What sort of things do you do in your free time? What do they teach you in those schools? Do you ever think about home? Lastly, what sort of things do German stuents wear?


reply to Andrea (Mon, 22 Jan 2001) 

Hey Andrea! This is Jeff and Jans from Mr. Junghans's 8th period German class. We are very glad to meet someone who lives in Germany but has experience in the US of A who can answer questions. We know a little bit about the German culture from our studies, but it's not the same as firsthand experience. 

How does a school day over there compare to one here in America? Do you find it hard to keep up in class? Okay, enough of German stuff. What kind of music do you listen to? Do you have a favorite song? What about movies? I hear that the movies over there are delayed about two months. Is that true? I couldn't handle having to wait a couple extra months for MI:2 or Meet the parents. Anyway, we must go.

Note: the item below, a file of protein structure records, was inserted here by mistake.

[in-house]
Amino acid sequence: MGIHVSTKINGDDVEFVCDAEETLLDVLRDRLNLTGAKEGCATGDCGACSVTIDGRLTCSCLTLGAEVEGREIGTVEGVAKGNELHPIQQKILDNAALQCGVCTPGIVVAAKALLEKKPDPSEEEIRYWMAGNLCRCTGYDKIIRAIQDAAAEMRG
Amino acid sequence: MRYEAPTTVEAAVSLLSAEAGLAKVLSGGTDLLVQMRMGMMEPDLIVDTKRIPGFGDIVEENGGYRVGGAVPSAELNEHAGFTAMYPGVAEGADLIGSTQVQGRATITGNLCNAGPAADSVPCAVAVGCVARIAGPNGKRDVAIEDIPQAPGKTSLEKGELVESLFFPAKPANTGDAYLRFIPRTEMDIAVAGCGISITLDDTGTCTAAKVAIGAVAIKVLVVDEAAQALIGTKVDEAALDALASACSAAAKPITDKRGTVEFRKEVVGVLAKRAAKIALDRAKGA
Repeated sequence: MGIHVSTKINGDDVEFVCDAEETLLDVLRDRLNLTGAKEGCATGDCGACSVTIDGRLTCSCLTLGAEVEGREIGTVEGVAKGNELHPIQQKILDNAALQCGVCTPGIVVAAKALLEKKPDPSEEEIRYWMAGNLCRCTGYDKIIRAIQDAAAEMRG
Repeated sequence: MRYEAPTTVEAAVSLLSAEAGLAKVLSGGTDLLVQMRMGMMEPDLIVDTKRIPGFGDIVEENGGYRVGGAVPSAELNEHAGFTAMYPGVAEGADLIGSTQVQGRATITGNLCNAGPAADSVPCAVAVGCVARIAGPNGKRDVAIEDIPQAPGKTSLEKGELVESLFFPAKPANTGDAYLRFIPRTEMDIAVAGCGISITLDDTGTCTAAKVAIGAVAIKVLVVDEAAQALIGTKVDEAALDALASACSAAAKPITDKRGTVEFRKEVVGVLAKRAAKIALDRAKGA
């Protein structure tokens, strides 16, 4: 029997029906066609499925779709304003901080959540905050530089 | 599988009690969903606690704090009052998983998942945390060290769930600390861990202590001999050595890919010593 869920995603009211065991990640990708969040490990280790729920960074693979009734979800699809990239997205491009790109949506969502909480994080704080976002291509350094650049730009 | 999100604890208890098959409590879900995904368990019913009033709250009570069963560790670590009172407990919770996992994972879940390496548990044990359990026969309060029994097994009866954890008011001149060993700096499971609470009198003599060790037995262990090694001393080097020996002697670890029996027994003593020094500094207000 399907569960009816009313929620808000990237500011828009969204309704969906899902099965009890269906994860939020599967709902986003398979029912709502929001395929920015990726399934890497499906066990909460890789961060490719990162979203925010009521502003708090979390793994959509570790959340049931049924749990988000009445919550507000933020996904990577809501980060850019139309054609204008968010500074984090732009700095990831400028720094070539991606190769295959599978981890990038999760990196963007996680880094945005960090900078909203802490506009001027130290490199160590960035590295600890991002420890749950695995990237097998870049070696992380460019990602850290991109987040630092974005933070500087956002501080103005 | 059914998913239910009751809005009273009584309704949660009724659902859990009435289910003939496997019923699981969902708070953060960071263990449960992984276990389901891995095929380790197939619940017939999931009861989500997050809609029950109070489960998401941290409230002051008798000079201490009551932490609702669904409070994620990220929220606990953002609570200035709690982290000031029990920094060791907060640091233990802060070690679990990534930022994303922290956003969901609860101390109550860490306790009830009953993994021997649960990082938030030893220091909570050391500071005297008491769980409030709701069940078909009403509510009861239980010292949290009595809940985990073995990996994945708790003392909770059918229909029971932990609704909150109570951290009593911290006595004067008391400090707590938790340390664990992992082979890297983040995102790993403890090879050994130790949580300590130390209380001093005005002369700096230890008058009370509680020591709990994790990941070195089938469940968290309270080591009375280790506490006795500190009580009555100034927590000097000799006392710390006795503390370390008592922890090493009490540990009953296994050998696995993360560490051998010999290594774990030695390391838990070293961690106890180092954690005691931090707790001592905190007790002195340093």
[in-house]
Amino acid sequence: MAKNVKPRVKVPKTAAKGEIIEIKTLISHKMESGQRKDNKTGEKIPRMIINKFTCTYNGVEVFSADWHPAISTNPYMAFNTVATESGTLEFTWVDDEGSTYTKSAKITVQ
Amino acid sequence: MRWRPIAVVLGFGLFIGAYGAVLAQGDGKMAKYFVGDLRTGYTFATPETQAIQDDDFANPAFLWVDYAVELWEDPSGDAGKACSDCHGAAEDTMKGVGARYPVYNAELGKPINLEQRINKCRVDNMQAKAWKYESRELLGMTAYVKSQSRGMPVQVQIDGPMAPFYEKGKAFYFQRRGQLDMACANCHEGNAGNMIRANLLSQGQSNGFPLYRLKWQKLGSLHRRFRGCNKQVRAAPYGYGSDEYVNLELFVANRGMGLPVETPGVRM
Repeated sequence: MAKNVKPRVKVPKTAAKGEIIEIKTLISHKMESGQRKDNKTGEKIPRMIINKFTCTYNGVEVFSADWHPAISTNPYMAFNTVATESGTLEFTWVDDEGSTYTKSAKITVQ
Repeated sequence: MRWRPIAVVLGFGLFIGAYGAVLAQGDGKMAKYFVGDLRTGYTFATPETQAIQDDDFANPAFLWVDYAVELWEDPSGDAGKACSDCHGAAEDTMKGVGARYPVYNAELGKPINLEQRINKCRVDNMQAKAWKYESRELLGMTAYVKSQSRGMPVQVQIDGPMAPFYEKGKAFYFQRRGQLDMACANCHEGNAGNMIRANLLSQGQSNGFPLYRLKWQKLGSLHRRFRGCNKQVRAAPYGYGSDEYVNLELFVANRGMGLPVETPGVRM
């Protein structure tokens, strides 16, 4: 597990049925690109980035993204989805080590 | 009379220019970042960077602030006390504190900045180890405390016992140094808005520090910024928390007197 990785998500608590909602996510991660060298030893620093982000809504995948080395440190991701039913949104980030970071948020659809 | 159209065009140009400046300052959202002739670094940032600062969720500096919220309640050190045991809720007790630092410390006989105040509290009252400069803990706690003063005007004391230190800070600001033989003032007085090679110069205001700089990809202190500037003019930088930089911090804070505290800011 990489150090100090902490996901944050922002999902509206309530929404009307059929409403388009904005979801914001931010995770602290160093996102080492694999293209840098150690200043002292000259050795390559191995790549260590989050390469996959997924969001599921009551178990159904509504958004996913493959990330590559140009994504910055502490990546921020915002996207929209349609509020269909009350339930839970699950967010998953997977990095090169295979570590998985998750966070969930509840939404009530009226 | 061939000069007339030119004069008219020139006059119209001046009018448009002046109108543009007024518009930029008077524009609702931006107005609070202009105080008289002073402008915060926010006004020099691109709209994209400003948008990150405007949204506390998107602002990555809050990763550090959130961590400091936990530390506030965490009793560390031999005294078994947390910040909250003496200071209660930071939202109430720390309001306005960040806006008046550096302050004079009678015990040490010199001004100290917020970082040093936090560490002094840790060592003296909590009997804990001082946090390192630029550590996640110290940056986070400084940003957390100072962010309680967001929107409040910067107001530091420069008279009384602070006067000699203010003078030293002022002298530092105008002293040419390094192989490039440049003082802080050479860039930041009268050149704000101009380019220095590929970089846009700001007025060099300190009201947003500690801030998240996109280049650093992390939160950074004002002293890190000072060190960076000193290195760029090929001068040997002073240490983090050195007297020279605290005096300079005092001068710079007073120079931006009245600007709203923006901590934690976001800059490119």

Have a lovely afternoon, and we hope to hear from you soon! 
-Jeff and Jans :)

Margaret Andersen (Chicago, Illinois) writes from Herford: (2 May 2001)

Hi everybody!

Ok, so I'm a little late responding to the nice letter that Mr. Junghans sent all of us about participating in this forum, but I still wanted to introduce myself and mention a few things about my life here in Germany. I'm in favor of exchanging cross-cultural perspectives, and I think bulletin boards like this one are a good idea. So here goes....